By the Rev. Anne B. Jolly
At the church where I serve, we have been debating whether the native flowers planted in our memorial garden should be deadheaded as the summer growing season gives way to fall and winter. If we leave the spent blooms intact over the winter, people may assume we’re neglecting to care for our garden – and even our church. However, what looks messy and disheveled to the casual observer provides winter shelter for birds, and spreads seeds that will produce more native flowers in the next growing season. While the garden may appear neglected or ignored, so much is happening to increase life and beauty for the coming years.
The Diocese of Chicago is in the beginning of a significant change that will, in some way, affect us all. While change can be an opportunity for new growth, change is oftentimes accompanied by some measure of fear and anxiety about what’s next. There is no question that the transition from Bishop Jeff Lee to a new bishop will require a lot of people to participate in a lot of planning, and work. The Standing Committee is canonically responsible for overseeing this process, and is working closely with the chairs of the Search and Transition Committees to ensure we are all communicating well with each other and sharing the responsibilities appropriately. We are working with the diocesan staff, calling on their expertise and knowledge of the diocese at each point in the transition. We have a bishop search consultant recommended by The Episcopal Church’s Office of Pastoral Development who is advising us on the process, and we are in conversation with other dioceses that have been, or are currently going through, a bishop transition.
The Search and Nomination Committee, made up of clergy and laypeople from all over the diocese, is well organized, prayerful, and working in as transparent a way as this process allows. This committee will manage our search process up until they present a slate of nominees to the Standing Committee. We have also assembled a Transition Committee that will pick up the process as soon as the nominees are announced. The Transition Committee will organize the walkabouts, help with the electing convention, and help organize the events surrounding the Ordination and Consecration of the 13th Bishop of Chicago. In addition, the Transition Committee will have a role in thanking Bishop Lee for his faithful service and welcoming the bishop-elect and family to the diocese. We are so grateful for the talented, faithful people on these committees who have volunteered to serve the diocese during this time of transition, carefully tending to the details that help ensure the transition will be as smooth as possible.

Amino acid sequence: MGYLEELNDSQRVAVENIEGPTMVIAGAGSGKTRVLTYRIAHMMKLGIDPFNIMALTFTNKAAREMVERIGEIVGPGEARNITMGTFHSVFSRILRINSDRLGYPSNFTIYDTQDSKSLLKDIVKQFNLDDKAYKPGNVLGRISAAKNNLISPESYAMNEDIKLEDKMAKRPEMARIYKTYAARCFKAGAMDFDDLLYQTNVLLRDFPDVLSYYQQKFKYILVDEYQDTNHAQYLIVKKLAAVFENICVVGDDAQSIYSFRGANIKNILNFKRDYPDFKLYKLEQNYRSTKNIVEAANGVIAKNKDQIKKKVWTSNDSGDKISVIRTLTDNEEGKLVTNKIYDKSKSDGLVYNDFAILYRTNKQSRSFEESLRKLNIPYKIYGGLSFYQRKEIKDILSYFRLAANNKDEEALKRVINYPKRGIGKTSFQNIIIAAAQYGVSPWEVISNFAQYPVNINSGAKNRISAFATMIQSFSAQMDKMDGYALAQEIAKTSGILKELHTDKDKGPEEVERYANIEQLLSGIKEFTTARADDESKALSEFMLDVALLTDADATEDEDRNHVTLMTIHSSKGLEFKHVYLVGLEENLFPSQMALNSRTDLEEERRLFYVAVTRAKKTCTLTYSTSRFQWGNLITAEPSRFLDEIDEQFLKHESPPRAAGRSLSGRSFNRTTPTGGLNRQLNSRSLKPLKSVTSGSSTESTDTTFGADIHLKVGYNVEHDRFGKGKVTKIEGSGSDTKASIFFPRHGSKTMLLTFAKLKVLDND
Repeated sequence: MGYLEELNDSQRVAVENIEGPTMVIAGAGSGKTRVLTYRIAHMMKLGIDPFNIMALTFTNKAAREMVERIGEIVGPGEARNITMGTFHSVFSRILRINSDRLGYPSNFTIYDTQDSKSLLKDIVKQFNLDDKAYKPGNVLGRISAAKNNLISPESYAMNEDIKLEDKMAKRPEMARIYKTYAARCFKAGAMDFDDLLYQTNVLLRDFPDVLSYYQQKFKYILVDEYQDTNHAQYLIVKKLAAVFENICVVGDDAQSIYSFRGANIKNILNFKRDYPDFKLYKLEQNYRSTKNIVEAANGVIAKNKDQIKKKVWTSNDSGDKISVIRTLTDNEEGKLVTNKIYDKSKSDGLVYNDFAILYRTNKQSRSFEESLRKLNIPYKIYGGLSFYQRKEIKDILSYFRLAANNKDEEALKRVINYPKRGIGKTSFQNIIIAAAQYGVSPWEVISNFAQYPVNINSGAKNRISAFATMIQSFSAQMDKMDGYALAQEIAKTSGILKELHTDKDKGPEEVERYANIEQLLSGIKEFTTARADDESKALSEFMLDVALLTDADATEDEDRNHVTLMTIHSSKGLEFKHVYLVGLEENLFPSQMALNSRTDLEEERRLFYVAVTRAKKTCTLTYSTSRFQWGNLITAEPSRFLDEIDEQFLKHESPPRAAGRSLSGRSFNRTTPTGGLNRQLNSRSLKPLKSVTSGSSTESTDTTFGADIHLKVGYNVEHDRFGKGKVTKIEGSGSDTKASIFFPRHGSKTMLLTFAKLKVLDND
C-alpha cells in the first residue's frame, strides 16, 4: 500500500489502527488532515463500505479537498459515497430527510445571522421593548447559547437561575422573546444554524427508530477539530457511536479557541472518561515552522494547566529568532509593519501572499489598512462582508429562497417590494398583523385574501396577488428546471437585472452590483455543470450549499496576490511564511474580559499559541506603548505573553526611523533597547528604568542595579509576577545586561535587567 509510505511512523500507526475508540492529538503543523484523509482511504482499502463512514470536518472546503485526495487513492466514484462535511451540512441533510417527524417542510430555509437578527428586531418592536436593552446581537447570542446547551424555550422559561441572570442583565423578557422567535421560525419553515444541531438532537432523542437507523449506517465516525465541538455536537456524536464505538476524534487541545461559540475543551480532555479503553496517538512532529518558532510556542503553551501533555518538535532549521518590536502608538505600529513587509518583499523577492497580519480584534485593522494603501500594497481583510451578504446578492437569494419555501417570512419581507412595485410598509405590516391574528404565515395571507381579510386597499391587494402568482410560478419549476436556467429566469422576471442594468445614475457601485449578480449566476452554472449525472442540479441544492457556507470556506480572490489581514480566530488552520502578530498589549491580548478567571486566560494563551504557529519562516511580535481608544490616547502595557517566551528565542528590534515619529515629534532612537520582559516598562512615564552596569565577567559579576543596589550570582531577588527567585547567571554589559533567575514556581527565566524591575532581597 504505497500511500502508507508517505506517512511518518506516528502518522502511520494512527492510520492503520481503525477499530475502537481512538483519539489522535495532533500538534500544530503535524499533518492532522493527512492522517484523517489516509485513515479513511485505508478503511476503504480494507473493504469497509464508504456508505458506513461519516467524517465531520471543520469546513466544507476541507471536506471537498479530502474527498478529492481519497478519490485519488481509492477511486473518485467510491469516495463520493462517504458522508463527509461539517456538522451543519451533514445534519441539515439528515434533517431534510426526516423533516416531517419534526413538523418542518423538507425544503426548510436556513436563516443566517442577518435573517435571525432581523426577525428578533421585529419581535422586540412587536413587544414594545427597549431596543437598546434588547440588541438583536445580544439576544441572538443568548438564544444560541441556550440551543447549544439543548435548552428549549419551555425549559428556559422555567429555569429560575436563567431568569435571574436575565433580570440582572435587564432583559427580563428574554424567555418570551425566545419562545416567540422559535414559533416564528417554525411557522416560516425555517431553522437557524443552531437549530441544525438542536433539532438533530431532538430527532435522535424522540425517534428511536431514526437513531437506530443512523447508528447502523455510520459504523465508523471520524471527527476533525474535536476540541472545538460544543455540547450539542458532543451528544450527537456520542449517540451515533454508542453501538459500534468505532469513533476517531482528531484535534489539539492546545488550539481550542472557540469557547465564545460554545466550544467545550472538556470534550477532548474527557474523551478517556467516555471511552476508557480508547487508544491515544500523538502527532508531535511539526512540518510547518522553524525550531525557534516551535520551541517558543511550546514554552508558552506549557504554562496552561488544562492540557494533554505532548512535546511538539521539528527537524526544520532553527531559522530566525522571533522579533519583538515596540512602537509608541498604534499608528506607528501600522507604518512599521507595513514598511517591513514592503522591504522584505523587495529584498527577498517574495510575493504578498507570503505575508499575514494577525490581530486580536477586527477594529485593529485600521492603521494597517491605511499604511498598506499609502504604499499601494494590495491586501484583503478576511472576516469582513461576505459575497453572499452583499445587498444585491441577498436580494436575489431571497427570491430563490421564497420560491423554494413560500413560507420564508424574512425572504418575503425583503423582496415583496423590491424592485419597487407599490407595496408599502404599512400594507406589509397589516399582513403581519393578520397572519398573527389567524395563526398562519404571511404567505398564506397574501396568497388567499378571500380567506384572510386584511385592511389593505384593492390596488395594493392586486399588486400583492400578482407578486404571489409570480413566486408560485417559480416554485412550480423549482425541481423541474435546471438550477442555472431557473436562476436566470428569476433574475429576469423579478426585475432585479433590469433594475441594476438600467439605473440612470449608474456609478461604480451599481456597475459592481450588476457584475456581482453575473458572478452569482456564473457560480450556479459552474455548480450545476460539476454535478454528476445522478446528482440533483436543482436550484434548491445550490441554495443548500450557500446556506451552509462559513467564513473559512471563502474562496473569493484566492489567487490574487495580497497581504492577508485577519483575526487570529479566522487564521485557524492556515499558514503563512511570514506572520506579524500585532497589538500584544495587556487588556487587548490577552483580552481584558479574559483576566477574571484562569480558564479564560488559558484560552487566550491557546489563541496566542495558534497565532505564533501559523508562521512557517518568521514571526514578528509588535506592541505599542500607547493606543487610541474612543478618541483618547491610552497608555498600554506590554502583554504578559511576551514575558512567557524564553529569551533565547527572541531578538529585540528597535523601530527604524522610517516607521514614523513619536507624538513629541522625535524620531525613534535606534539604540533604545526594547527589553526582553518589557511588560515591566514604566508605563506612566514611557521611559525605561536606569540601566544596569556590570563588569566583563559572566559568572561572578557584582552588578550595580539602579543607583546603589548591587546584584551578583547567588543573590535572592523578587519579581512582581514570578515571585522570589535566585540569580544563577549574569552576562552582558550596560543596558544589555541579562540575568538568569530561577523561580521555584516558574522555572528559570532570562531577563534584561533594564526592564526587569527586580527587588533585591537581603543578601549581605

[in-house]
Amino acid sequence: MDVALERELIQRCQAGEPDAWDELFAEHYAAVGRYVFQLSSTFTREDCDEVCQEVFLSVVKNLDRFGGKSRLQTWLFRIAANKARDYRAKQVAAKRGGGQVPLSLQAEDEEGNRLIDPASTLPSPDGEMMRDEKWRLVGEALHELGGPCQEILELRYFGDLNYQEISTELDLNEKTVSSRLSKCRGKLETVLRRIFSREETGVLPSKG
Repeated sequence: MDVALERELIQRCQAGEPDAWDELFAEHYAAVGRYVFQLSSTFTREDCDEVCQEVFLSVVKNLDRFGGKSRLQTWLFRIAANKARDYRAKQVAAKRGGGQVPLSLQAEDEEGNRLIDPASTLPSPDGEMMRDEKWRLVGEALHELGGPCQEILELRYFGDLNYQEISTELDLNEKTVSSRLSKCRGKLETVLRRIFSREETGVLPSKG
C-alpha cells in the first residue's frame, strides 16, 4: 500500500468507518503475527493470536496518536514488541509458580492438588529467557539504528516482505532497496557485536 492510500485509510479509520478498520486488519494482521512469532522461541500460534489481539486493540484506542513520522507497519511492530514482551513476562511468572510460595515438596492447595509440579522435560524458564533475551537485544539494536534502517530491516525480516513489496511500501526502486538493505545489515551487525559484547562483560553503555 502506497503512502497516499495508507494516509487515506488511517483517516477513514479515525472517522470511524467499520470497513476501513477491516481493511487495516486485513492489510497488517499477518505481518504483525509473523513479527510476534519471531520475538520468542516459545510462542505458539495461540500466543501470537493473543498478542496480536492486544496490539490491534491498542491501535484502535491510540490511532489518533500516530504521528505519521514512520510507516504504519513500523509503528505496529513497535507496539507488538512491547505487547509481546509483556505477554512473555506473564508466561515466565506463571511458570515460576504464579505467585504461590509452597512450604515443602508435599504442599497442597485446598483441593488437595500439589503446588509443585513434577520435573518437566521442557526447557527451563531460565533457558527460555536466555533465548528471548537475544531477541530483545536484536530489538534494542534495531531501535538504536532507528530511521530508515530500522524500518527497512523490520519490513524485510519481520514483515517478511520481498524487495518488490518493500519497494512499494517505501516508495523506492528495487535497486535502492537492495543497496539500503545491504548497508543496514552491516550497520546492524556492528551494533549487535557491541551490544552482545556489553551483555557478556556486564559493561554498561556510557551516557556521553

The staff, Standing Committee, and the Search and Transition Committees are keenly aware of the responsibility we have been given, and are organized to work together to guide the diocese through the ordination and consecration of our next bishop. There will be several months between the time of Bishop Lee’s retirement and the ordination of our new bishop, and the Standing Committee will have canonical authority during that time. We are already anticipating this, structuring our prayers, work, and communications so that we can work with both the bishop and bishop-elect to ensure this time will be managed well.
Contact information for the Standing Committee and Search and Transition Committees can be found on the search and transition website. We welcome your thoughts and ideas. While at times it may appear that nothing is happening, we are thoughtfully, prayerfully, and advisedly working in the hope and promise that at the end of this season of transition we will experience the joy of new life and growth in the Diocese of Chicago. We are excited about this time in our common lives and are honored to serve each one of the members of the diocese in this capacity.
The Rev. Anne B. Jolly is rector of St. Gregory’s, Deerfield, and a member of the Standing Committee.
Correction: In the print version of the Fall 2019 issue of Thrive!, this column was printed on page 21 with an incorrect first paragraph. We regret the error.